• 2. Web 2.0 Marketing Transformation Page 2 Table of Contents____________________  Executive Overview  Introduction  Web 2.0 & Social Media Marketing  Eleven Best Practice Areas  Beware of Medicine Men  Embracing Transformation  What is Your Maturity Level?  Closing the Loop  Conclusion  Examples Introduction________________________ Businesses, both B2B & B2C, continue to allocate more dollars away from traditional media toward search engine optimization, search engine marketing, conversion optimization, email marketing, online display advertising, mobile marketing, and social media marketing and other Web 2.0-based tactics. This transformation is occurring for several reasons:  Rapidly growing market of Web users that socialize, share multimedia, provide feedback and use the Internet as their primary source for purchase decisions  Advancements in Web analytics and digital dashboards enables marketers to more effectively track and measure online programs  Web marketing, in many cases, is less expensive to implement than traditional media Forrester Research projects that by 2014, more than $55 billion will be spent on Web 2.0 marketing strategies representing 21% of overall marketing spend (1). This trend will continue into the future as a greater percentage of the population starts to use these new channels for social interaction and ecommerce. For example in 2009:  More than 400 million users watched video clips online  More than 350 million users read blogs  55% of online youths (tweens and teens) and 42% of online adults identified that they want to engage with their favorite brands through social applications (2)  85% of online consumers search on their desktops at least weekly, and 11% have searched via mobile phones in the past three months  Apple reports that more than 35,000 iPhone apps are now available for downloading While many early adopters of this new media have been big brand B2C companies, many B2B companies are also seeing benefits from their participation. If you are only just starting to consider the use of these new channels, don’t be too concerned. Depending on your industry, your business model and your go-to- market goals, companies will be at differing levels of adoption and maturity levels. It’s better to take your time and understand the nuances of Web 2.0 media first before jumping in. It may require you to change how people, processes and technologies interact across your company in order to accomplish your goals and achieve your desired results. Web 2.0 & Social Media Marketing________ ―Web 2.0 Marketing‖ is used to refer to a broad range of Web-based technologies, new media channels and the use of mobile devices. The term is intended to cover more than just social media, and it encompasses ―everything digital‖ which makes for a clear delineation from traditional marketing, e.g., TV, radio, print, direct mail, events, and other offline vehicles that have been around for many decades. www.metricsboard.com Copyright 2010 MetricsBoard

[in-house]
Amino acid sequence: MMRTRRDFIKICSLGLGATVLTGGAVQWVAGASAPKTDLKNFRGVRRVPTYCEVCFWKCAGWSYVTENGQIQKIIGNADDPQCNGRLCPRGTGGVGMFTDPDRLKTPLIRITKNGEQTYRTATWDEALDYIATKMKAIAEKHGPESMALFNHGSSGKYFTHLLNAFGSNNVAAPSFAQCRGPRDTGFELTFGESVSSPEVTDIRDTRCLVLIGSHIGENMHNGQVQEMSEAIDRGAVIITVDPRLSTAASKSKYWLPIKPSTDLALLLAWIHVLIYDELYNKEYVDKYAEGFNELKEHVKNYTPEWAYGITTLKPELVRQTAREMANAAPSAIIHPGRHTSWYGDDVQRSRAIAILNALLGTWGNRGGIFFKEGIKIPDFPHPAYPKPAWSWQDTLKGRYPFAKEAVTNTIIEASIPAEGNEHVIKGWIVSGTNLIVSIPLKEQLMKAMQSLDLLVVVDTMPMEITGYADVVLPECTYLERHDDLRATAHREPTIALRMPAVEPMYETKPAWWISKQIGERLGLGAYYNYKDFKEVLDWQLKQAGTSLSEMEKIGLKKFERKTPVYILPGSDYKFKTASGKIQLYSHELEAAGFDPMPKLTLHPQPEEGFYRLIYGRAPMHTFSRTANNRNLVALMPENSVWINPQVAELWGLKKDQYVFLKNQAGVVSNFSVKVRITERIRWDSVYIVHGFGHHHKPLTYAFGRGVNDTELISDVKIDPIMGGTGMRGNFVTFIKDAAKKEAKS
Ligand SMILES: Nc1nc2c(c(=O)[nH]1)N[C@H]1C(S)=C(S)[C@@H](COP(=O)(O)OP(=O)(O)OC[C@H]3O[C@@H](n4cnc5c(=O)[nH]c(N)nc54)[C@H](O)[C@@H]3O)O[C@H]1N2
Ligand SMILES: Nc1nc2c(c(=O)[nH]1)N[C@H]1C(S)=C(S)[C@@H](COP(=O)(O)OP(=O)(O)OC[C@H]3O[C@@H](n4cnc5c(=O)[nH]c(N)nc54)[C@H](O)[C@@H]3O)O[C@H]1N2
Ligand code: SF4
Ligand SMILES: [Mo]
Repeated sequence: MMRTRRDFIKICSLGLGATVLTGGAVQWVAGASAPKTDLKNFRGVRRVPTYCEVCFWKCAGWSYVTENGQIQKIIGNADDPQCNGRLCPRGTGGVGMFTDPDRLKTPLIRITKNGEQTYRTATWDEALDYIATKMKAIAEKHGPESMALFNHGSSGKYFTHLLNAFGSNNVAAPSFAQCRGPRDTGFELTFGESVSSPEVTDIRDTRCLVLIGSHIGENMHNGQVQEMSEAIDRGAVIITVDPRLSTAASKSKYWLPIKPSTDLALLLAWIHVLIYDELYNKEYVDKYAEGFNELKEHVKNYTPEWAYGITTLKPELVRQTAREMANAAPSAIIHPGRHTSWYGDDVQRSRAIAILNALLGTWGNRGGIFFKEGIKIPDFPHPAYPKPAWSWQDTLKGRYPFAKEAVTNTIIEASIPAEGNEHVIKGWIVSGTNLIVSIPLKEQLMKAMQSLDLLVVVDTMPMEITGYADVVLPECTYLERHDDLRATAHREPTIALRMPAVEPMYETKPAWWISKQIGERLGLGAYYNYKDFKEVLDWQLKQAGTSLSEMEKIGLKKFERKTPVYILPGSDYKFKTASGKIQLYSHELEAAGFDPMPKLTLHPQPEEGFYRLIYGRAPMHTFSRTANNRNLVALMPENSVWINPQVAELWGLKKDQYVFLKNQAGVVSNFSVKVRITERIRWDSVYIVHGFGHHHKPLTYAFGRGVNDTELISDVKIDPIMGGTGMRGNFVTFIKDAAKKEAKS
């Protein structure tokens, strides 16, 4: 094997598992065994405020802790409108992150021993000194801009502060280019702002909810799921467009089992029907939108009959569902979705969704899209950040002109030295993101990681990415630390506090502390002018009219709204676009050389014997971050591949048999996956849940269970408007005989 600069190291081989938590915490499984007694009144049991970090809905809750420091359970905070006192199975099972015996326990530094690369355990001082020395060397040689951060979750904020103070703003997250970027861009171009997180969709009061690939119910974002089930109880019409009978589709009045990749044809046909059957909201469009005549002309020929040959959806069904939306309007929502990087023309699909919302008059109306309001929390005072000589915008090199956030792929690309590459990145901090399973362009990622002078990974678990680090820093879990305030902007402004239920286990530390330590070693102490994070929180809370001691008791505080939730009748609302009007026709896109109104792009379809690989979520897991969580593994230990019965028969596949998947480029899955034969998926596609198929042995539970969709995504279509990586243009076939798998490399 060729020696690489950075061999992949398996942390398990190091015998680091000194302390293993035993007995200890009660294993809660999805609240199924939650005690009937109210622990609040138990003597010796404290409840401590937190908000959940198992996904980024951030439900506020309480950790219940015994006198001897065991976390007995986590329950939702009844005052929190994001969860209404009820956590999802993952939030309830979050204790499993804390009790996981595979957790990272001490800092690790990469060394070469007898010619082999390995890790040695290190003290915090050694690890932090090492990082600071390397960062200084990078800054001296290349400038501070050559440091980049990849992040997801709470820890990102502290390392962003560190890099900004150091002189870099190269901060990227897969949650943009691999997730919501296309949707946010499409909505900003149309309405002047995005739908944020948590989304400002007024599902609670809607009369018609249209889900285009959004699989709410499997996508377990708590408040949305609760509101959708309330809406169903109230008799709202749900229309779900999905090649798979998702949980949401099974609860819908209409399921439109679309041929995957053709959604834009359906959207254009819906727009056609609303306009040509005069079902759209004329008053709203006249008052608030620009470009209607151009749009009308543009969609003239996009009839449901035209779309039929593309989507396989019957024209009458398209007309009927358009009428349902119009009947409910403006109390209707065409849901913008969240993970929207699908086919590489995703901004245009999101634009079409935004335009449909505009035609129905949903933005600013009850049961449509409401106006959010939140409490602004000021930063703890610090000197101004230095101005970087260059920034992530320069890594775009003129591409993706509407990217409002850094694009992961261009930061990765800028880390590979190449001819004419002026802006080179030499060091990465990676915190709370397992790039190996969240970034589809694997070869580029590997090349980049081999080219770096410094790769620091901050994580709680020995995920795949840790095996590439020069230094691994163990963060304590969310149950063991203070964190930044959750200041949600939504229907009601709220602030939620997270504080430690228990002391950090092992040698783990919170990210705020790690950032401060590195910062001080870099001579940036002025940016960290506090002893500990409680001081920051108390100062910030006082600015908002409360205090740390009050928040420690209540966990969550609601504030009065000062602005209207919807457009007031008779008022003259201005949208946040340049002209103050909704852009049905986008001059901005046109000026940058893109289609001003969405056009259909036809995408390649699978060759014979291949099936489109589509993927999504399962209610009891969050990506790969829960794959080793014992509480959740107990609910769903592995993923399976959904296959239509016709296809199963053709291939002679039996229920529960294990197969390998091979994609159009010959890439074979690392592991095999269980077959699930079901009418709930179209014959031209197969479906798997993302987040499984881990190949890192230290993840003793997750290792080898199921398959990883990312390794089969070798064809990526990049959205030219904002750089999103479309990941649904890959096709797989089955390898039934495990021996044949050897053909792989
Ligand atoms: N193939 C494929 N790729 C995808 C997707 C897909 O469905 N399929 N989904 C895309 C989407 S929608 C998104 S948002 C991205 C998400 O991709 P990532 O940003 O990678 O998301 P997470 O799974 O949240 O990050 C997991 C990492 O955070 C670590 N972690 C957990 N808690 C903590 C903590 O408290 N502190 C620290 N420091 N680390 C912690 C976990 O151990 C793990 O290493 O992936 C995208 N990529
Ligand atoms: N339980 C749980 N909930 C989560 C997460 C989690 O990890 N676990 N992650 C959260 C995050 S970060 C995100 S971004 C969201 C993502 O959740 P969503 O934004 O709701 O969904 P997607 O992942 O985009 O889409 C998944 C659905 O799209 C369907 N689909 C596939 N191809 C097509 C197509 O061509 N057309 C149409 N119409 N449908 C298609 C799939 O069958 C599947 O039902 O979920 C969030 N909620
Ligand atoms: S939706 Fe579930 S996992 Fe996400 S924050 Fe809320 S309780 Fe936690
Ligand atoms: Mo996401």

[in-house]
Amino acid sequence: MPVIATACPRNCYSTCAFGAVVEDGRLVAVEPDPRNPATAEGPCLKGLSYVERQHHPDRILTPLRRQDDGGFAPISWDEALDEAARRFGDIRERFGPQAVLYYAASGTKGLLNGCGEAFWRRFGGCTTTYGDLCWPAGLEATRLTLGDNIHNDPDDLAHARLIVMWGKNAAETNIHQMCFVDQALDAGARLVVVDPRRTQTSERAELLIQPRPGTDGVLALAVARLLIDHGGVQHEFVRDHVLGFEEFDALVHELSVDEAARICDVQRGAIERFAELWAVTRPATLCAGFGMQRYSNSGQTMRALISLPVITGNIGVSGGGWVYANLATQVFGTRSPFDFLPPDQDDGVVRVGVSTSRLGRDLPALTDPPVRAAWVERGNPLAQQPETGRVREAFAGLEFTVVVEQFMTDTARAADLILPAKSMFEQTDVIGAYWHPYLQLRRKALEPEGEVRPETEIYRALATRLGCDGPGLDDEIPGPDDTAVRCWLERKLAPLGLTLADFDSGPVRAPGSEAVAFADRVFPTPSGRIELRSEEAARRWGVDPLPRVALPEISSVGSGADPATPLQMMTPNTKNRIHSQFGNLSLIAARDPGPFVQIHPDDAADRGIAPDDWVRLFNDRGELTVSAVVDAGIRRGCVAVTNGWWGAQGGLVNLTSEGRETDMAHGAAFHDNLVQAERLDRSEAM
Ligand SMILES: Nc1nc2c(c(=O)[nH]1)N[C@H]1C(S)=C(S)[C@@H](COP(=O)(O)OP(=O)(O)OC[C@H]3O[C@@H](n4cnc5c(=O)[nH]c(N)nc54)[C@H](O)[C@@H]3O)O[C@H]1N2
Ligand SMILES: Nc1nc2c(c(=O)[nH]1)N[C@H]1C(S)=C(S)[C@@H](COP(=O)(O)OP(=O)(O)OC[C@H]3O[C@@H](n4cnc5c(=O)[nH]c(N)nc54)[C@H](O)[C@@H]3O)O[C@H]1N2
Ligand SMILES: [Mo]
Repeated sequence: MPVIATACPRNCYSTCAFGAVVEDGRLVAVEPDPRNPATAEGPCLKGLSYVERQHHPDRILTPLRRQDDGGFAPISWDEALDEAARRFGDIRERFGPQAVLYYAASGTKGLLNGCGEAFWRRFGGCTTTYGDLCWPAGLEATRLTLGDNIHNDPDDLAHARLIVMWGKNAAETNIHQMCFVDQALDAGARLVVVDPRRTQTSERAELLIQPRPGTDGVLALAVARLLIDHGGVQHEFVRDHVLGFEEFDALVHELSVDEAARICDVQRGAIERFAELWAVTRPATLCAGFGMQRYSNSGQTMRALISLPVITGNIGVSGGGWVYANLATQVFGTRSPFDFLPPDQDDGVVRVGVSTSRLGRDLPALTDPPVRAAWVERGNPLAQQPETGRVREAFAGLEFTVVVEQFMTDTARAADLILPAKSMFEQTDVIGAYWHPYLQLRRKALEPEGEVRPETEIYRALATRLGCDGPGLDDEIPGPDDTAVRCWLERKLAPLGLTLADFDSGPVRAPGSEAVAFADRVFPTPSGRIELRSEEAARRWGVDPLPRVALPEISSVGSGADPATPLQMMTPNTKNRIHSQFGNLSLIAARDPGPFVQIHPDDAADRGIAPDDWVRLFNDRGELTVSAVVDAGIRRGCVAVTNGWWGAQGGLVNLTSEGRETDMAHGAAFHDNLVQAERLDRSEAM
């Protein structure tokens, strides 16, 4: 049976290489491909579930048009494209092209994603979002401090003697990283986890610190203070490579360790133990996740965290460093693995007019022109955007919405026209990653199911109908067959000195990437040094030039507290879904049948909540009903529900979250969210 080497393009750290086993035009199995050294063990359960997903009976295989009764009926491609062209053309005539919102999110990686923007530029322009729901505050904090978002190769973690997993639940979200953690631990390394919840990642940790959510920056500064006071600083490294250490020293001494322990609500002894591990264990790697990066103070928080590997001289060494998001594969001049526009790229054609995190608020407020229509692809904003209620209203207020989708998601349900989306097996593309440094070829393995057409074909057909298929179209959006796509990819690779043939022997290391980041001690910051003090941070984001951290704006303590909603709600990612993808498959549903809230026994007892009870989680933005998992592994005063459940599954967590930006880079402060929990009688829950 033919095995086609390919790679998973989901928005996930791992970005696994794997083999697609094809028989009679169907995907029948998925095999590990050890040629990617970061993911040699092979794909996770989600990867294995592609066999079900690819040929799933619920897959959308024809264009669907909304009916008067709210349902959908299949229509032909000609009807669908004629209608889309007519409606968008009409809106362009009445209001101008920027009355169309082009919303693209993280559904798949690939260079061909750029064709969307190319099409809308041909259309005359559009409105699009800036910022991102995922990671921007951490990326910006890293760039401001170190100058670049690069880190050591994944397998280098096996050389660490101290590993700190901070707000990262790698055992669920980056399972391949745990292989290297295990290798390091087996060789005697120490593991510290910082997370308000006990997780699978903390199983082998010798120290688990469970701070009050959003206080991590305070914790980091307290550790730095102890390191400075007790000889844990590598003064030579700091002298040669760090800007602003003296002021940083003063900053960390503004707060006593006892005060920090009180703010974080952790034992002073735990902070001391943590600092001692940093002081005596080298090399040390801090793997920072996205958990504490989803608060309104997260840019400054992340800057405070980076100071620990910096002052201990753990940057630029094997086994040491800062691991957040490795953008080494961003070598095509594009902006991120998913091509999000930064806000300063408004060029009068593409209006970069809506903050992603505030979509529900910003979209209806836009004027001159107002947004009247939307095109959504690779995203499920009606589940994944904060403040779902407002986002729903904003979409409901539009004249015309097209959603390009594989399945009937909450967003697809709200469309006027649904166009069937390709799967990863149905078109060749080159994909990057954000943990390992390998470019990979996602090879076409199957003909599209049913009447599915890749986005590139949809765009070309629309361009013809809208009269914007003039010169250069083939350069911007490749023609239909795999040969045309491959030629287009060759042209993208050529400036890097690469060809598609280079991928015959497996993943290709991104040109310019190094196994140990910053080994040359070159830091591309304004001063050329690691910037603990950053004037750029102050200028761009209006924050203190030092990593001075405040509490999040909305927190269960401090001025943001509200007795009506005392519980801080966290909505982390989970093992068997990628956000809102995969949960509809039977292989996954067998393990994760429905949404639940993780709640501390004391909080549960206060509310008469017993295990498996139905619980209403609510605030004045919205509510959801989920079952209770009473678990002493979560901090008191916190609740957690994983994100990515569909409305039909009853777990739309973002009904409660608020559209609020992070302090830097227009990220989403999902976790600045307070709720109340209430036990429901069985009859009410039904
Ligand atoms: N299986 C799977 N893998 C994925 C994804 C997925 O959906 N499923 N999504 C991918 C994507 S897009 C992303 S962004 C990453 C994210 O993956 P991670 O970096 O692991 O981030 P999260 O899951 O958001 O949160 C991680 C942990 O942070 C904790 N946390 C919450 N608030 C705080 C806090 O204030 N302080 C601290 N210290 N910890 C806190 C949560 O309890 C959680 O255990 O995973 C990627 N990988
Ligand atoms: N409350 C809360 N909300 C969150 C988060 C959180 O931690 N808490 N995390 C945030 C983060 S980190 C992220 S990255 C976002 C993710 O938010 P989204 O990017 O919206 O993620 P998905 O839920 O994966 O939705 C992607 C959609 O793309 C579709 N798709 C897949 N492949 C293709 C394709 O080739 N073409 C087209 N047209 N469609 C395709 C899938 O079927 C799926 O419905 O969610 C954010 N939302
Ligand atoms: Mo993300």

• 3. Web 2.0 Marketing Transformation Page 3 Wikipedia, the free crowd-sourced encyclopedia on the Web, provides the following definition for the term Web 2.0: “Web 2.0 marketing “The term Web 2.0 is commonly associated with web applications that should be viewed as a facilitate interactive information sharing, interoperability, user-centered design and collaboration on the World Wide Web. Examples of Web 2.0 process and managed like include web-based communities, hosted services, web applications, social- a product. Similar to a networking sites, video-sharing sites, wikis, blogs, mash-ups and Six Sigma process, con- folksonomies. A Web 2.0 site allows its users to interact with other users or to change website content, in contrast to non-interactive websites where stant measurement and users are limited to the passive viewing of information that is provided to fine tuning of tactics us- them.” (3) ing a closed-loop market- Web 2.0 is closely associated with Tim O'Reilly due to the use of the term at ing system can deliver the O'Reilly Media Web 2.0 conference in 2004. Even though the words increasing levels of busi- suggest a new version of the World Wide Web, it does not refer to an update ness value.” to any technical specifications, but rather to a broad range of cumulative Jim Arnold, Co-Founder changes in the ways software developers and end-users use the Web. Whether Web 2.0 is qualitatively different from prior Web technologies has of MetricsBoard been challenged by World Wide Web inventor Tim Berners-Lee, who called the term a "piece of jargon" — because he originally intended the Web to embody these values in the first place. Eleven Best Practice Areas_____________ The make-up of the push/pull marketing mix has changed due to the addition of Web 2.0. This expansion has also made the job of marketing and corporate communications professionals a lot more complicated and complex. Today a multitude of tactics should be considered - each provides a slightly different benefit, each is executed in a different manner and each has its own influence on the customer. Traditional media is still a very important part of the mix, but with the addition of Web 2.0 channels there is a broader range of online and offline strategies to evaluate, consider and include as part of your plans. There are eleven different best practice areas you should consider when developing your plans. You may already be familiar with many of them, but if not, please take time to familiarize yourself with each grouping. Web 2.0 is so much more than just the technology. Each area covers a different aspect of new media including the need to address the importance of people and processes as part of your overall strategy. If you do not consider these factors, you will fall short of your expectations. Best practice areas: 1. Blogosphere 2. Communities, Forums, Wikis, Message Boards 3. Corporate Communications & Social Relations 4. eMarketing: Search Engine Marketing (SEM), Interactive Marketing and Customer Relationship Marketing (CRM) 5. Website: Search Engine Optimization (SEO), Website Optimization (WSO) and Conversion Optimization (CO) 6. Social Media: MySpace, Facebook, LinkedIn, Squidoo, other sites 7. Multimedia Sharing: Twitter, YouTube, Flickr, other sites 8. Reputation Management 9. Socialization, Governance and Integration 10. Virtual Worlds: Second Life and other sites 11. Voice of The Customer Beware of Medicine Men______________ There is usually a hype-cycle that occurs during the early adoption phase of anything new. You will find a broad range of vendors; consultants and suppliers who have rushed in to take advantage of the ―next big thing‖. While most are honorable in their intentions, there is a subset of vendors who will:  Make it sound so much more difficult than it is www.metricsboard.com Copyright 2010 MetricsBoard